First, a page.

There are three video game series that are currently MIA. You probably know them. F-Zero hasn’t had a new installment since 2004. Star Fox hasn’t had a new installment since 2006. 1)A remake of Star Fox 64 was released for Nintendo 3DS in 2011 and a new title is currently in development for Wii U. And Metroid hasn’t has a new installment since 2010—2007 if we choose to discount Metroid: Other M. We’re here to talk about Metroid today.
Of those three series I mentioned, Metroid has the longest history, dating back to the original Metroid on the NES in 1986. If you’d like to keep track, the series will turn 30 on August 6, 2016. That game made some significant waves by revealing at the end that Samus Aran, the player character, is a woman. 2)The ending only revealed Samus’s identity if the game was completed quickly enough. It was one of the first games to feature a female protagonist and definitely one of the first where the female protagonist’s gender is irrelevant to the story.
Hold that thought for a bit. I’ll also say that the material I’m talking about here is limited to the games alone—there are comics that supposedly expand on Samus’s backstory, but do so while conflicting with some pretty important plot points in the actual games. Furthermore, I’m choosing to discount Other M for a pair of reasons: I haven’t played it, and, from what I’ve read, it seems like an anomaly in the grander scale of Metroid games.
The two games I’m focusing on are Super Metroid, released in 1994 for the Super NES, and Metroid Prime, developed by Retro Studios and released in 2002 for the GameCube. Though it’s a bit hard to believe now, there were precisely zero Metroid games released between those two games. 3)Metroid Fusion on the Game Boy Advance was released on the same day as Prime. Samus Aran made two appearances in Super Smash Bros. titles during that gap.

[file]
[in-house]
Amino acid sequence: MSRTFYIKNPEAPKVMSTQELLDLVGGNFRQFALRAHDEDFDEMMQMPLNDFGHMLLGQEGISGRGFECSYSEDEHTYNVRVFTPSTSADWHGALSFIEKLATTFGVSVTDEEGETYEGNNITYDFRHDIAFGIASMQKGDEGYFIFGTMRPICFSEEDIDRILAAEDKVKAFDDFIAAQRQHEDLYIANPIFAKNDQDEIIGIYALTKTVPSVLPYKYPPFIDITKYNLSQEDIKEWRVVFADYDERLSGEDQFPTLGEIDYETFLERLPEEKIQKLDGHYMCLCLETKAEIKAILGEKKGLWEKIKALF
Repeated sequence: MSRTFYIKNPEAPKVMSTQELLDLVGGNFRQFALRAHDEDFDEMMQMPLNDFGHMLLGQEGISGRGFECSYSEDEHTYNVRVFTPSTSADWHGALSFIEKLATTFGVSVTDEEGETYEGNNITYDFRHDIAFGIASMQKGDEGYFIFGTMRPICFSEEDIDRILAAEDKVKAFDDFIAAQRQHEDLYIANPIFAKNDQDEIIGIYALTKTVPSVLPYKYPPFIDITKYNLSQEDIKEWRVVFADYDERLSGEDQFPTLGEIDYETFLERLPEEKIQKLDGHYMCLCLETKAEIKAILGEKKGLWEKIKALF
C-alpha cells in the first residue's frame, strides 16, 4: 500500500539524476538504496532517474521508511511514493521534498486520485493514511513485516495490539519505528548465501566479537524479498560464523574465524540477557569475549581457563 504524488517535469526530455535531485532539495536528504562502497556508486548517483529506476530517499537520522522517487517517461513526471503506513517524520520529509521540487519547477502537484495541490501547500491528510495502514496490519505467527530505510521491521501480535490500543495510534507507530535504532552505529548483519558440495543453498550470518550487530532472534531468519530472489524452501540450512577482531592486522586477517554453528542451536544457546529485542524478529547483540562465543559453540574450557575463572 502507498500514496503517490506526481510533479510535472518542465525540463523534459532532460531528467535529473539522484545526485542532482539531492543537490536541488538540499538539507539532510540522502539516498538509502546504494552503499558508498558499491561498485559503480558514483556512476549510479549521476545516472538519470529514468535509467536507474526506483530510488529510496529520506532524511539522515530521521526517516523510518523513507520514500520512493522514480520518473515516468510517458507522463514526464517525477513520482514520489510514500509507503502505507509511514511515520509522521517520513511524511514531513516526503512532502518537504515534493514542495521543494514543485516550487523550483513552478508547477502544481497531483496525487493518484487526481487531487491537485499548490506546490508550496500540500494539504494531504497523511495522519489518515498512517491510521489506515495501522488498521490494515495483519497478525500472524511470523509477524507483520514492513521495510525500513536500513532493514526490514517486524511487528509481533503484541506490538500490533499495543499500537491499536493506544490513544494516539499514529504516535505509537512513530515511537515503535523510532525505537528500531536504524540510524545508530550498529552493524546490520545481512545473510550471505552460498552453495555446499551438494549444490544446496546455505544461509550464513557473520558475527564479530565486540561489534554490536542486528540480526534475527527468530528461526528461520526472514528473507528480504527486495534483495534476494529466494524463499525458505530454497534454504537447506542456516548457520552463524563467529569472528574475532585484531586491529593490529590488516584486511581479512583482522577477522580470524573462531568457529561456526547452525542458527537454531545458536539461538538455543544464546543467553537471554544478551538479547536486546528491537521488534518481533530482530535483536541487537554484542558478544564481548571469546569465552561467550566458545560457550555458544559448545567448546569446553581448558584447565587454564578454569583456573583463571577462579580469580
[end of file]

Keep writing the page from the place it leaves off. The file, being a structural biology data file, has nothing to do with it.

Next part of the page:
I recently finished a replay of Metroid Prime via the Prime Trilogy that was released as a downloadable title for Wii U, but for simplicity’s sake I’m working with the GCN edition. I’m currently in the middle of my first-ever playthrough of Super Metroid using the Wii U’s Virtual Console service. It’s fascinating how similar these two titles are, especially considering Prime was handled by a different developer entirely.
What both games absolutely nail is the balance between the feeling of isolation and an enjoyable gaming experience. The glut of zombie and/or post-apocalyptic games that have been flooding the market for years often go all-in on the former at the expense of the latter. In all honesty, it’s a pretty simple task to create a sense of isolation for the player. It’s a significant part of any survival horror game and even a few action games. You can go for hours without even seeing an NPC to talk to in games like Fallout 3, though you do have the option of recruiting a traveling companion.
That’s something a lot of those games do to, in a way, subvert the isolation. Two examples that come to mind are Resident Evil 4 (Ashley) and The Last of Us (Ellie). It’s executed pretty well in the latter title, as the banter between protagonist Joel and Ellie served to lighten the mood in times where riding solo would have been nervewracking. It made the game fun and easy to play for long periods. But trekking through the Bethesda Fallout titles can get real boring real fast with no one to talk to, even if they accurately portray that feeling of loneliness.
And then you have these two Metroid games, in which you are Samus and only Samus for the entire duration of both. Super Metroid has a bit of a monologue from Samus at the start of the game to set the scene, but Metroid Prime doesn’t contain a single word of dialogue at all. None! You’re the only human you ever see. The Space Pirates you encounter care too much about killing you to bother with stopping to talk. There’s never a Shakespearean moment where Samus feels the need to recap whatever may have just happened for the benefit of the player. There’s never a need to speak–so she doesn’t.